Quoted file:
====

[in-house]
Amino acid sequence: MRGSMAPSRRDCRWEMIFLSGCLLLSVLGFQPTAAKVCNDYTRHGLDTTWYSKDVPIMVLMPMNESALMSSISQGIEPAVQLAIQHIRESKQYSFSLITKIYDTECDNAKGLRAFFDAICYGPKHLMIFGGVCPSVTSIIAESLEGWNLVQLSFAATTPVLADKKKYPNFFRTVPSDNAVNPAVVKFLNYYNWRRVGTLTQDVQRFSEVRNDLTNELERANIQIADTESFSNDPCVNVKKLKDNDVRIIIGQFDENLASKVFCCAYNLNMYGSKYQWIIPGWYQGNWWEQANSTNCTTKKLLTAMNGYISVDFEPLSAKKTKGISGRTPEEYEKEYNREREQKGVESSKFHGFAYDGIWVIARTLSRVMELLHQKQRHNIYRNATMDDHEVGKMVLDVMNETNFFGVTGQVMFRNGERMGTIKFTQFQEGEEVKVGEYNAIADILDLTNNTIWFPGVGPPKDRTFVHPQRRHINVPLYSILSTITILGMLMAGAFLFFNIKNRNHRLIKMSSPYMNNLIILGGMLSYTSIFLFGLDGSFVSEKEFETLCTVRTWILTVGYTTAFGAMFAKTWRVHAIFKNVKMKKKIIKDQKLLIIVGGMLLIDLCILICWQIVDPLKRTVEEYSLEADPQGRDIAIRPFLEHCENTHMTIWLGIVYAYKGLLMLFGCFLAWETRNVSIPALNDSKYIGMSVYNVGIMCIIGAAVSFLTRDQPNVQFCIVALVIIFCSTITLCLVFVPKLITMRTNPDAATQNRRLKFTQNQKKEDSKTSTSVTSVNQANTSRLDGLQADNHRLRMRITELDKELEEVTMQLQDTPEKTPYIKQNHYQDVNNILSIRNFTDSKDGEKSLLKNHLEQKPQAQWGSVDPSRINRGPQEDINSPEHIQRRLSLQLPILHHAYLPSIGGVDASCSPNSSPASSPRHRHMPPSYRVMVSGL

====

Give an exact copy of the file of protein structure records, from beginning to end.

[in-house]
Amino acid sequence: MRGSMAPSRRDCRWEMIFLSGCLLLSVLGFQPTAAKVCNDYTRHGLDTTWYSKDVPIMVLMPMNESALMSSISQGIEPAVQLAIQHIRESKQYSFSLITKIYDTECDNAKGLRAFFDAICYGPKHLMIFGGVCPSVTSIIAESLEGWNLVQLSFAATTPVLADKKKYPNFFRTVPSDNAVNPAVVKFLNYYNWRRVGTLTQDVQRFSEVRNDLTNELERANIQIADTESFSNDPCVNVKKLKDNDVRIIIGQFDENLASKVFCCAYNLNMYGSKYQWIIPGWYQGNWWEQANSTNCTTKKLLTAMNGYISVDFEPLSAKKTKGISGRTPEEYEKEYNREREQKGVESSKFHGFAYDGIWVIARTLSRVMELLHQKQRHNIYRNATMDDHEVGKMVLDVMNETNFFGVTGQVMFRNGERMGTIKFTQFQEGEEVKVGEYNAIADILDLTNNTIWFPGVGPPKDRTFVHPQRRHINVPLYSILSTITILGMLMAGAFLFFNIKNRNHRLIKMSSPYMNNLIILGGMLSYTSIFLFGLDGSFVSEKEFETLCTVRTWILTVGYTTAFGAMFAKTWRVHAIFKNVKMKKKIIKDQKLLIIVGGMLLIDLCILICWQIVDPLKRTVEEYSLEADPQGRDIAIRPFLEHCENTHMTIWLGIVYAYKGLLMLFGCFLAWETRNVSIPALNDSKYIGMSVYNVGIMCIIGAAVSFLTRDQPNVQFCIVALVIIFCSTITLCLVFVPKLITMRTNPDAATQNRRLKFTQNQKKEDSKTSTSVTSVNQANTSRLDGLQADNHRLRMRITELDKELEEVTMQLQDTPEKTPYIKQNHYQDVNNILSIRNFTDSKDGEKSLLKNHLEQKPQAQWGSVDPSRINRGPQEDINSPEHIQRRLSLQLPILHHAYLPSIGGVDASCSPNSSPASSPRHRHMPPSYRVMVSGL